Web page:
Modernizing Authentication — What It Takes to Transform Secure Access
It's a familiar tune that we've all heard before: A security researcher making a presentation at the Black Hat security conference with a report on insecurity in Microsoft's Internet Explorer browser. This time, the venue is Washington D.C., and the researcher is Core Security's Jorge Luis Alvarez Medina -- and as it turns out the issues he's detailing are in part, re-treads of items his firm has already disclosed.
Medina's talk, "Internet Explorer turns your personal computer into a public file server," discusses new attack vectors for risks that Core Security has raised in previous years, but which still represent a potential risk.
One positive finding, however, is that not all Windows users necessarily need to be concerned, as Windows 7 and Vista users don't face the same risks.
"An attacker can manage to exploit and take advantage of a series of features that Internet Explorer has because of the way it was designed and programmed," Medina told InternetNews.com. "By abusing those features, an attacker can read every file on the local disk of the victim."https://o1.qnsr.com/log/p.gif?;n=203;c=204634421;s=15939;x=7936;f=201702151714490;u=j;z=TIMESTAMP;a=20304455;e=i
The specific features that Medina believes to be at risk are related to IE's Security Zones. In June 2008 and later in August, Core Security issued a pair of advisories related to Security Zone bypass issues, which were quickly patched by Microsoft.
While the specific attack vectors outlined by Medina in 2008 have been fixed, he still sees reason for concern. Security Zones are an IE feature that provide Web applications with privileges to a user's PC depending on the application. Medina noted that exploiting IE to read a user's desktop takes advantage of this as well as the fact that IE and Windows Explorer (the Windows desktop browser) are similar.
He added the way that IE stores cookies and cached files is a particular concern.
While Medina's attack sounds ominous, there are a number of ways users can protect themselves.
"In both of the attacks that we have previously published, we provided some workarounds for users and that would also work with the new attack I'm now talking about," Medina said. "It's the same type of attack but exploited in a different way, so the mitigation is the same."
Among the workarounds provided by Medina and Core Security is for IE users to change the IE Security Level setting for the Internet and Intranet Zones to "High," which will help to restrict unwanted scripts from running.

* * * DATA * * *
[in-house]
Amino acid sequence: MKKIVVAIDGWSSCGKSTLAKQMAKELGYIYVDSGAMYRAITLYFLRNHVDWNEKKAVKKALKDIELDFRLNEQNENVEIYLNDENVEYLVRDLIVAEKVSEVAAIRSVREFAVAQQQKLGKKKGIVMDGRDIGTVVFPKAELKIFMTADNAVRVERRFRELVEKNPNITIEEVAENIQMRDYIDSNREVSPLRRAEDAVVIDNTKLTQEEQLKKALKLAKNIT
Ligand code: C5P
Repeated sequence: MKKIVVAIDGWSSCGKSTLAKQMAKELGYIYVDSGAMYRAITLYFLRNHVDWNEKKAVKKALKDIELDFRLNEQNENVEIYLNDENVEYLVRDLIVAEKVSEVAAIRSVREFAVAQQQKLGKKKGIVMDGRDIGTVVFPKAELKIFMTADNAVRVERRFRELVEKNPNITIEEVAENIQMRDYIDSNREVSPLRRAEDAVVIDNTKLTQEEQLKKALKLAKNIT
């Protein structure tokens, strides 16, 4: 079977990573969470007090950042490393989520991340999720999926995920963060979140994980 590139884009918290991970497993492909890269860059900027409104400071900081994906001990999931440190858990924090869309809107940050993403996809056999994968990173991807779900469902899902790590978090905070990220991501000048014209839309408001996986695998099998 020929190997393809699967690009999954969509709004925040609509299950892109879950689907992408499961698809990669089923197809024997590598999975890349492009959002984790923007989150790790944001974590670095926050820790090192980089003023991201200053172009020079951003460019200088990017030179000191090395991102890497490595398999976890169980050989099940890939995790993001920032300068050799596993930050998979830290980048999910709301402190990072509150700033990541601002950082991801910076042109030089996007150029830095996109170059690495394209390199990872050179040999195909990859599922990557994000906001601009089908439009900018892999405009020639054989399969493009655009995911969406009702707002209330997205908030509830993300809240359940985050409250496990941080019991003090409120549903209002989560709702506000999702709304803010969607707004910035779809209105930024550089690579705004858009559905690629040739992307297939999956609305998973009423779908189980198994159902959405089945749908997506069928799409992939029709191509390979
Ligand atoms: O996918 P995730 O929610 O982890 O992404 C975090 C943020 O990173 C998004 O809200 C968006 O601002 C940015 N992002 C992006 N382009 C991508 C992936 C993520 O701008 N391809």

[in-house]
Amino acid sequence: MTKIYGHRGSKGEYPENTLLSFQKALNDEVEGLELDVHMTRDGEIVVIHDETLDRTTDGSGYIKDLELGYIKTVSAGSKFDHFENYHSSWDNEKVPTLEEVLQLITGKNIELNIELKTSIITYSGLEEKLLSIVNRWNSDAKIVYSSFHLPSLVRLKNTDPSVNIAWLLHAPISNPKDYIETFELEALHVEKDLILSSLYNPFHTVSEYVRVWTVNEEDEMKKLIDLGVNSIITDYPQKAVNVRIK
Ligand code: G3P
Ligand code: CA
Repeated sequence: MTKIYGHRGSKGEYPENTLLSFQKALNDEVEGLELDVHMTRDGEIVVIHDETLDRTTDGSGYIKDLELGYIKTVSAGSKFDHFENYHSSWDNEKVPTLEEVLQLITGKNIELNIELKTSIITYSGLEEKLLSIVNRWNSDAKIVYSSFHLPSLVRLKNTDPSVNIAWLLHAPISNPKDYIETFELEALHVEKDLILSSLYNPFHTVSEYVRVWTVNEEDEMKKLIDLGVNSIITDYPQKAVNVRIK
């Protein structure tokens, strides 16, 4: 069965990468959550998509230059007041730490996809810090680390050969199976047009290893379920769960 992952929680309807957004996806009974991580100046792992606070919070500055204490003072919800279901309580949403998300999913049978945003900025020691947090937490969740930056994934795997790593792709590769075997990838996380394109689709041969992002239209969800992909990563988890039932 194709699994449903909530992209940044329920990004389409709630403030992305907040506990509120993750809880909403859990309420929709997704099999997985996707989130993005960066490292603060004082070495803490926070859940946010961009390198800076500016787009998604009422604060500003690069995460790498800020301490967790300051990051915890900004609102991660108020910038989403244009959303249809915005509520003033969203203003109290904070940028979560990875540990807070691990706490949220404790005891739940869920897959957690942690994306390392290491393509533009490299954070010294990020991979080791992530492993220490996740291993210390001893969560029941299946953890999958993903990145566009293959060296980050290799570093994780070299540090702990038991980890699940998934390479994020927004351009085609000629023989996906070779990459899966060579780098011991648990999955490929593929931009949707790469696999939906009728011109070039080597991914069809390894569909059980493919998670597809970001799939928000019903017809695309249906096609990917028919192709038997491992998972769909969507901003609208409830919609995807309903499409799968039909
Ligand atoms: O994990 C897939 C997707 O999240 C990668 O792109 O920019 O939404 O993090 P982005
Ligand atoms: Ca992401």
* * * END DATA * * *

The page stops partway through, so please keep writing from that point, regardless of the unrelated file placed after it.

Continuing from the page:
Another key way to mitigate risk for IE users is to upgrade their version of Windows. Both the new and the earlier security issues raised by Medina and Core Security are limited to Windows XP and prior versions of Windows.
"Newer operating systems like Windows Vista and Windows 7 have what is called 'Protected Mode,'" Medina said. "When that mode is enabled, the attack will not work as one of the features that Protected Mode has is blocking access to local resources."
As to how Medina discovered the new attack vector in IE, he noted that it's just a variant of his prior work.
"Whether I disclose technical details about how to disclose how to exploit IE's security zones in a new manner or not, it would be trivial for an attacker to find out how I can do it again," Medina said. "It's very similar to the previous advisories, just with some minor modifications in how to implement one of the steps, but it's pretty straightforward I think."
Microsoft recently provided an out-of-band update for IE, related to attacks that victimized Google in China. Those updates are unrelated to the attack vectors that Core Security is now disclosing, according to Medina.
For its part, Microsoft said that it was looking into Medina's reports of new vulnerabilities in IE.
"Microsoft is investigating a responsibly disclosed vulnerability in Internet Explorer," Dave Forstrom, group manager for Microsoft Trustworthy Computing, said in an e-mail to InternetNews.com. "We're currently unaware of any attacks trying to use the vulnerability or of customer impact, and believe customers are at reduced risk due to responsible disclosure."
"Once we're done investigating, we will take appropriate action to help protect customers. This may include providing a security update through the monthly release process, an out-of-cycle update or additional guidance to help customers protect themselves," Forstrom said.
As to what Microsoft should do to remove the risk from future variants of Medina's IE security zone bypass attacks, the security researcher doesn't think that Microsoft has many options for Windows XP users, other than patching each new attack vector as they emerge.
"One of the main issues that allows this attack to be performed is a design problem," Medina said. "So some of the features can perhaps be modified to not allow this specific attack to occur, but it cannot be removed completely due to backward compatibility. Some of the features are not possible to fix as they are design problems and changing them could perhaps impact existing applications in a negative way."